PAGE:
World Library  
Flag as Inappropriate
Email this Article

Juan de Villanueva

Article Id: WHEBN0006084037
Reproduction Date:

Title: Juan de Villanueva  
Author: World Heritage Encyclopedia
Language: English
Subject: 18th century, El Escorial, Museo del Prado, San Lorenzo de El Escorial, El Escorial, Madrid, 1811 in architecture, Spanish Golden Age, Buen Retiro Park, Neoclassical architecture, 1739 in architecture
Publisher: World Heritage Encyclopedia

Juan de Villanueva

Juan de Villanueva (Madrid, September 15, 1739- id., August 22, 1811) was a Spanish architect. Alongside Ventura Rodríguez, Villanueva is the best known architect of Spanish Neoclassicism.

His father was the sculptor Juan de Villanueva and his brother, Diego de Villanueva was not only his protector, but also his teacher.

He entered into the Royal Academy of Fine Arts of San Fernando as a pupil when he was eleven years old. In 1758, he travelled to Rome to become a grant holder of the Academy to complete his studies. In 1765, he returned to Spain.

A year later,he travelled through Córdoba and Granada, where he, together with José de Hermosilla, went to draw the "Arab antiquities." The drawings from these travels were published in 1804. He settled in Madrid, where he was appointed Academic of the Academy of San Fernando.

In 1777, Charles III appointed him Architect of the Prince and the Infants. From then to the end of his life he would work almost exclusively for the Royal House. In 1781, he was appointed Architect of the Royal Monastery of El Escorial, and Charles IV appointed him Major Architect. He was going to construct several pavilions for the royal disposal: in 1771, he built the Casa de Infantes in the Royal Site of Aranjuez; in 1772, the Casita del Príncipe, at El Pardo; in 1773, the Casita de Arriba (with a Palladian scheme and a notable plasticity in the treatment for the main portal) and the Casita de Abajo or del Príncipe, both in El Escorial, where he also constructed the Casas de Oficios, a group of houses, according to the sober Herrerian style of the Monastery.

Nevertheless, his undisputed masterpiece is the Prado Museum, projected in 1785 and 1787. It was constructed as a Museum of Natural History, a School of Natural History, and an auditorium for conferences and lectures. It was transformed into the Museum of Art in 1814, and today it is also known as Edificio Villanueva.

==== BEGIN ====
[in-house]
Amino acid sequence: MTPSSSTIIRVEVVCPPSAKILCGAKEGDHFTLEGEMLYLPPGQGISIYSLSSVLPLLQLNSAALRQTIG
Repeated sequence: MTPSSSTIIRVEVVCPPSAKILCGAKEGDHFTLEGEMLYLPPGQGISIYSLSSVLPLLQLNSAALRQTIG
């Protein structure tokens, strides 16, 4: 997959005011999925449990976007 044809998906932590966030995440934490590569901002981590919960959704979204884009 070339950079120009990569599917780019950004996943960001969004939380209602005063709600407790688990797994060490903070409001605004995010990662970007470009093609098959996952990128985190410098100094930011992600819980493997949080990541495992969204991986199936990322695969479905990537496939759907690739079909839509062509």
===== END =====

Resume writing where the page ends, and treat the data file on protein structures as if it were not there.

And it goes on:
He was a prolific architect and he displayed the majority of his work in Madrid: buildings like the Academy of History, the Caballero de Gracia oratory, the Astronomical Observatory are remarkable. With his interventions in the Plaza Mayor, both after the fire of 1790 and in the Major House among others, he collabored in the renovation of the image of the city.

With his personal style and with his strong local influences, he was the architect who best brought the theorical basis of European Neoclassicism to Spain.

Main Works

  • Casita de los Infantes, Aranjuez (1771)
  • Casita de arriba, El Escorial (1773)
  • Casita de abajo, El Escorial (1773)
  • Royal Botanical Garden, Madrid (1774-1781)
  • Casita del Príncipe, El Pardo (1784)
  • Casa de los Oficios, El Escorial (1785)
  • Prado Museum, Madrid (1785)
  • Academy of History, Madrid (1788)
  • Oratory of Caballero de Gracia, Madrid (1789)
  • Major House of Madrid: Columned façade to the Calle Mayor, Madrid (1789)
  • Astronomical Observatory, Madrid (1790)
  • Reconstruction of the Plaza Mayor, Madrid (1791)
  • Príncipe Teater, Madrid (1804)
  • General Cemetery of the North, Madrid (1804)

External links

  • Biblioteca Nacional de España

This article was sourced from Creative Commons Attribution-ShareAlike License; additional terms may apply. World Heritage Encyclopedia content is assembled from numerous content providers, Open Access Publishing, and in compliance with The Fair Access to Science and Technology Research Act (FASTR), Wikimedia Foundation, Inc., Public Library of Science, The Encyclopedia of Life, Open Book Publishers (OBP), PubMed, U.S. National Library of Medicine, National Center for Biotechnology Information, U.S. National Library of Medicine, National Institutes of Health (NIH), U.S. Department of Health & Human Services, and, which sources content from all federal, state, local, tribal, and territorial government publication portals (.gov, .mil, .edu). Funding for and content contributors is made possible from the U.S. Congress, E-Government Act of 2002.
Crowd sourced content that is contributed to World Heritage Encyclopedia is peer reviewed and edited by our editorial staff to ensure quality scholarly research articles.
By using this site, you agree to the Terms of Use and Privacy Policy. World Heritage Encyclopedia™ is a registered trademark of the World Public Library Association, a non-profit organization.

Copyright © World Library Foundation. All rights reserved. eBooks from Project Gutenberg are sponsored by the World Library Foundation,
a 501c(4) Member's Support Non-Profit Organization, and is NOT affiliated with any governmental agency or department.